Archive for the ‘News’ category

Iconic moments at LFW

In 1983 the British Fashion Council was founded in Somerset House and the first edition of London Fashion Week took place in February 1984 in a West London car park.

Creative Commons

Creative Commons

It saw the debut of fashion icon and CSM alumna, John Galliano, whose degree collection was inspired by the French Revolution.

Everett Collection /

Everett Collection /

In the aftermath of the recession, where only a small slew of designers show collections in handful of rooms at the Ritz, CSM alumna, Alexander McQueen lightened the mood in 1992 with his ‘bumster’ trousers in his debut collection. Art came to life when a model became a human canvas and was sprayed with a robot paint gun during McQueen’s later 1998 summer collection.

Victor Soto/ Flickr

Victor Soto/ Flickr

CSM alumna Stella McCartney was still a designer student when her entire collection sold out after the 1995 Spring/Summer show. Her line-up of models included Kate Moss and Naomi Campbell.

UK in France/Flickr

UK in France/Flickr

The Cpoincidental Dandy/Flickr

The Coincidental Dandy/Flickr

CSM alumna Hussein Chalayan won British Designer of the Year twice (in 1999 and 2000). His graduate collection in 1993, entitled “The Tangent Flows”, showcased garments which he had buried in a back yard and exhumed just before the show.

Victor Soto/Flickr

Victor Soto/Flickr

Kate Moss took to the catwalk for Matthew Williamson’s London Fashion Week debut in 1997. Titled ‘Electric Angels’ it was seen to push the boundaries of fashion at the time as it focused on bright colour blocking.


Featureflash /

CSM alumna Christopher Kane debuts his lace-imbued collection, featuring neon and his signature zips in 2006 to rapturous praise – paving the way for a new wave of innovative design talent.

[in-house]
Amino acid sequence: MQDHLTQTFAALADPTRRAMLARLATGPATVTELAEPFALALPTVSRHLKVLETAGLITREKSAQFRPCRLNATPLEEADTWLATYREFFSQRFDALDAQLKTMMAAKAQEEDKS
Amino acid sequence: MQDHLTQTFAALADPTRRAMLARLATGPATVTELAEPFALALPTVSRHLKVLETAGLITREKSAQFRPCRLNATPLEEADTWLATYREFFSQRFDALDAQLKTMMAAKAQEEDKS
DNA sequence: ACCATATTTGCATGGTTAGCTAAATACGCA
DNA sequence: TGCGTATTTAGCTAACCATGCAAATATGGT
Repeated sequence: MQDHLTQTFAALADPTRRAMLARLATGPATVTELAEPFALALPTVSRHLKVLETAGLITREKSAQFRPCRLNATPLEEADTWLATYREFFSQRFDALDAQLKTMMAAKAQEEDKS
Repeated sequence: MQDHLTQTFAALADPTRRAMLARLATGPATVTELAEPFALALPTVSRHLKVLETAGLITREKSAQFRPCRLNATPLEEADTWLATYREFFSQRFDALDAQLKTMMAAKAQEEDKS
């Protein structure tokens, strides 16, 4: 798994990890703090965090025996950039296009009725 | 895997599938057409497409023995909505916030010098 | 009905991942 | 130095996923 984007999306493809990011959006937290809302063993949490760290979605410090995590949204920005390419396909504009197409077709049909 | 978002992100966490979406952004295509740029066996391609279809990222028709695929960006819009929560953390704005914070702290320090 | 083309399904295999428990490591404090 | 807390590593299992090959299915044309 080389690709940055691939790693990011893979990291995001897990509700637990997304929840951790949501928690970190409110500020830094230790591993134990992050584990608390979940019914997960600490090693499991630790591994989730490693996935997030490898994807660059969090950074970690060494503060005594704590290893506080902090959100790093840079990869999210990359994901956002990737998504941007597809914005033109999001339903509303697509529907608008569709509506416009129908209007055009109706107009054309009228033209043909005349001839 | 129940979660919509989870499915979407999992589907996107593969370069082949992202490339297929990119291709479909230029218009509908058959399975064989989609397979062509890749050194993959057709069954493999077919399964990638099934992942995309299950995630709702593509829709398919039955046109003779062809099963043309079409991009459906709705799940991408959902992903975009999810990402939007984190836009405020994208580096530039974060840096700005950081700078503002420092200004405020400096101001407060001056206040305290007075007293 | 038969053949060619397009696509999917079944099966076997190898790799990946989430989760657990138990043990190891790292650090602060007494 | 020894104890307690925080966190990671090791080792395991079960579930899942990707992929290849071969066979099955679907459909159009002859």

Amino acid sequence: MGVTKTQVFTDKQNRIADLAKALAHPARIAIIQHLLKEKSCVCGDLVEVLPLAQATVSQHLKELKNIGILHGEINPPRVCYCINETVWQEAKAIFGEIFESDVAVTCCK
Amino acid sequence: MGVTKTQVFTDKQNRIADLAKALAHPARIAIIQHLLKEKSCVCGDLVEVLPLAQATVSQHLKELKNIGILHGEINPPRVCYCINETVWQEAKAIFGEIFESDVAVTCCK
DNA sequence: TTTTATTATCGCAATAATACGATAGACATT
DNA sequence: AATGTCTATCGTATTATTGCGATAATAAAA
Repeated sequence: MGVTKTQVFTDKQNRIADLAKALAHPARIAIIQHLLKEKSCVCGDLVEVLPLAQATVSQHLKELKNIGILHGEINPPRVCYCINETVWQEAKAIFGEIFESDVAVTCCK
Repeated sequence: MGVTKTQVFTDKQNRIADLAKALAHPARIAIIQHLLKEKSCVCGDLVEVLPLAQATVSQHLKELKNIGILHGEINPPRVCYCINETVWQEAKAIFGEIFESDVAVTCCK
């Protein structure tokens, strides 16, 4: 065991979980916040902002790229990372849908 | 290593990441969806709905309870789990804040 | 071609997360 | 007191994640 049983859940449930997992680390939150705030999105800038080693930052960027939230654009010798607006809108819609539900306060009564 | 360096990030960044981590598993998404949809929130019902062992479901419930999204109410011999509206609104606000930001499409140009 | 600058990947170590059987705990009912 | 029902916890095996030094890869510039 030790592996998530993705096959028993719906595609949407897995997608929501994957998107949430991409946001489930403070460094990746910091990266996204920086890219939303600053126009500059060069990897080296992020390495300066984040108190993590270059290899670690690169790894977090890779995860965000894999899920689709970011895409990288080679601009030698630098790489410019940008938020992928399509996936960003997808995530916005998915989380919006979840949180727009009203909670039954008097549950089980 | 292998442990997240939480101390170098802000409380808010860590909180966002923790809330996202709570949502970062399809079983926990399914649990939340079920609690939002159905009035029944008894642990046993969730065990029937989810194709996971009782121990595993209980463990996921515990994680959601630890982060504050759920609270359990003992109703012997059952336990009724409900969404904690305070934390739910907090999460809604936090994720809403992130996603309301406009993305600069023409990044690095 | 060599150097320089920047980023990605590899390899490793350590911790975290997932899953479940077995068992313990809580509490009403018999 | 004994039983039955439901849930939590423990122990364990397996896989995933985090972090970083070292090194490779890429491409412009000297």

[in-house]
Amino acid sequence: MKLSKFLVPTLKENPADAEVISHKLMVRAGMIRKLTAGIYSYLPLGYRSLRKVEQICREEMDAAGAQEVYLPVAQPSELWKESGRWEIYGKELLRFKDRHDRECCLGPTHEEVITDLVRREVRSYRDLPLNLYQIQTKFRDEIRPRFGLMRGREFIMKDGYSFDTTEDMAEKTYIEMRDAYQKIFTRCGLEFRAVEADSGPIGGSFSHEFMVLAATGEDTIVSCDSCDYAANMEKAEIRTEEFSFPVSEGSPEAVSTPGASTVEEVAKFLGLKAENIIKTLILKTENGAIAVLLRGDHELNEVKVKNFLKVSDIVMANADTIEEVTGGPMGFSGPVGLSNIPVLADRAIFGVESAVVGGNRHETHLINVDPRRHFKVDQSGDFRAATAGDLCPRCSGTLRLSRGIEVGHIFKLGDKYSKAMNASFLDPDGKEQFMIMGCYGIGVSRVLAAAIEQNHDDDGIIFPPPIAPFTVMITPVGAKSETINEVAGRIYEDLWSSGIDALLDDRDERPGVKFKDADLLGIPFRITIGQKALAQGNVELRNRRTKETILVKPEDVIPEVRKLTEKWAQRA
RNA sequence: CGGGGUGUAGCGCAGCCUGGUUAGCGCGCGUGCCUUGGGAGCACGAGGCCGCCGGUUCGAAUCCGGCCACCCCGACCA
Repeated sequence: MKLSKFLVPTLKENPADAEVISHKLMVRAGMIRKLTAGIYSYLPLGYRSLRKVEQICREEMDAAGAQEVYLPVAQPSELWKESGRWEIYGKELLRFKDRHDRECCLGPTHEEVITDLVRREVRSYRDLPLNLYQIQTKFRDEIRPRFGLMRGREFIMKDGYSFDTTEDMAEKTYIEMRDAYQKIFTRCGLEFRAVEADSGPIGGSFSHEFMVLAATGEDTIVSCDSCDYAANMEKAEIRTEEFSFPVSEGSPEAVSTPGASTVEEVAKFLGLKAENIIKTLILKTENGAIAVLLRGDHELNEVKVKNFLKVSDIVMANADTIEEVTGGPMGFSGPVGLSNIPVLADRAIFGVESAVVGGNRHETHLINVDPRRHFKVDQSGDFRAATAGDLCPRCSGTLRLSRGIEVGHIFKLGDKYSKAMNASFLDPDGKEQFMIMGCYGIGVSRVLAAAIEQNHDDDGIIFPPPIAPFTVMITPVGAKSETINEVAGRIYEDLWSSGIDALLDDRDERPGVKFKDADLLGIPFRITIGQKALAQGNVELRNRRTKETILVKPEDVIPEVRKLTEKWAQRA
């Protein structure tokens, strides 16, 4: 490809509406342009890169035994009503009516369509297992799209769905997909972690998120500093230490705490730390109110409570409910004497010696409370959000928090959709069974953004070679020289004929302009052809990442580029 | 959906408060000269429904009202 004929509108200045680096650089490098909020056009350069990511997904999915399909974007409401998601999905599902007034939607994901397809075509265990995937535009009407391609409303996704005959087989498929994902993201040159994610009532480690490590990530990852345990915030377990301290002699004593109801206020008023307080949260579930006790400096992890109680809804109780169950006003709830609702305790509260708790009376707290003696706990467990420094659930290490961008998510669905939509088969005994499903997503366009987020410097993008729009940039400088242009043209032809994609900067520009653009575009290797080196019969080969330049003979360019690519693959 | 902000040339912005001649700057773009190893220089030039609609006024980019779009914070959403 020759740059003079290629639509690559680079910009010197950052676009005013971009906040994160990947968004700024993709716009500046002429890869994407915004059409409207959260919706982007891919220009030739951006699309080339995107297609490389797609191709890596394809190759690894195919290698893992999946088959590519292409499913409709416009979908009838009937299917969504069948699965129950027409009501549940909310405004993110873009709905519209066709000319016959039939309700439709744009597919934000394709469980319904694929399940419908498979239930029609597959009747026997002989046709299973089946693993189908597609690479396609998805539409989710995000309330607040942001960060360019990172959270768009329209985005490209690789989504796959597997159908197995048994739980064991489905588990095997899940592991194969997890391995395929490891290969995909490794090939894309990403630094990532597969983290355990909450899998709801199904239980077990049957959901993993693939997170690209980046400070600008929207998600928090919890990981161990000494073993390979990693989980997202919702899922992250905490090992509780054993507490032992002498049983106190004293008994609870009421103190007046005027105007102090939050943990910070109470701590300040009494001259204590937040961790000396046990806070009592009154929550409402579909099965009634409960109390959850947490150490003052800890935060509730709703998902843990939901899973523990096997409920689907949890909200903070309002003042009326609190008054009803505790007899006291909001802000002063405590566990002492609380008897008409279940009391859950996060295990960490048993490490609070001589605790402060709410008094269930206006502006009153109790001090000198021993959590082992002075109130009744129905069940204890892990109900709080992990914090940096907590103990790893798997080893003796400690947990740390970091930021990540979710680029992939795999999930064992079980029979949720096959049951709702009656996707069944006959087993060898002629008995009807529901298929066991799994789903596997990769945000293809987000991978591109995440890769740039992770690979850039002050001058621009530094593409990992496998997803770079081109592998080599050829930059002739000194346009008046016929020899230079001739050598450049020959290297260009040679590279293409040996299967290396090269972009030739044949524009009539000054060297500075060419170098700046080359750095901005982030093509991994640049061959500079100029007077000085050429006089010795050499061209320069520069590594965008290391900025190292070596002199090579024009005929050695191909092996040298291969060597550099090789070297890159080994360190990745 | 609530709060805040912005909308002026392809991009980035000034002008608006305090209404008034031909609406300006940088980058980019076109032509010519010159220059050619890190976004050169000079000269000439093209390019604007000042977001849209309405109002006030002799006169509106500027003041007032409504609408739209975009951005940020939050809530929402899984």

Twocoms /

Twocoms /

UAL: the force behind London Fashion Week

Forget the 20-foot quilted columns, the sprawling sets, the front-row-line-up of rappers and editors or the bloggers sending street-style selfies outside. The real thing propping up this year’s anticipated London Fashion Week AW16 are the new collections soon to be unveiled by its A-list designers – of which over 50 per cent have studied at UAL.

Whether you’re Stella McCartney, Jimmy Choo, John Galliano or Zac Posen, you’re likely to have amassed a cult following, won a string of industry awards, dressed half the Oscars red-carpet set – and you, most very probably, will have launched your career at UAL.

More than half of the designers showing at this year’s London Fashion Week AW16 – including Christopher Kane, Mary Katrantzou, Sadie Williams, Charlotte Dellal of Charlotte Olympia, Sophia Webster and the late Alexander McQueen – all hail from UAL’s Colleges.

Four UAL Colleges are represented on the catwalk this year, with the largest contingent – 45 of the 89 LFW designers – having studied at Central Saint Martins (CSM). London College of Fashion (LCF) also has strong representation, with Wimbledon College of Arts and London College of Communication also seeing their alumni light up the shows with their designs.

fashion 4 (pink) (002)

CSM: College with its own LFW show

Its reputation for producing not only the world’s leading design artists, but the behind-the-scenes designers that have powered the world’s biggest fashion houses, such as Chanel, Givenchy, Gucci, Dior, Celine and Louis Vuitton – has firmly cemented CSM’s place within the world’s fashion front row.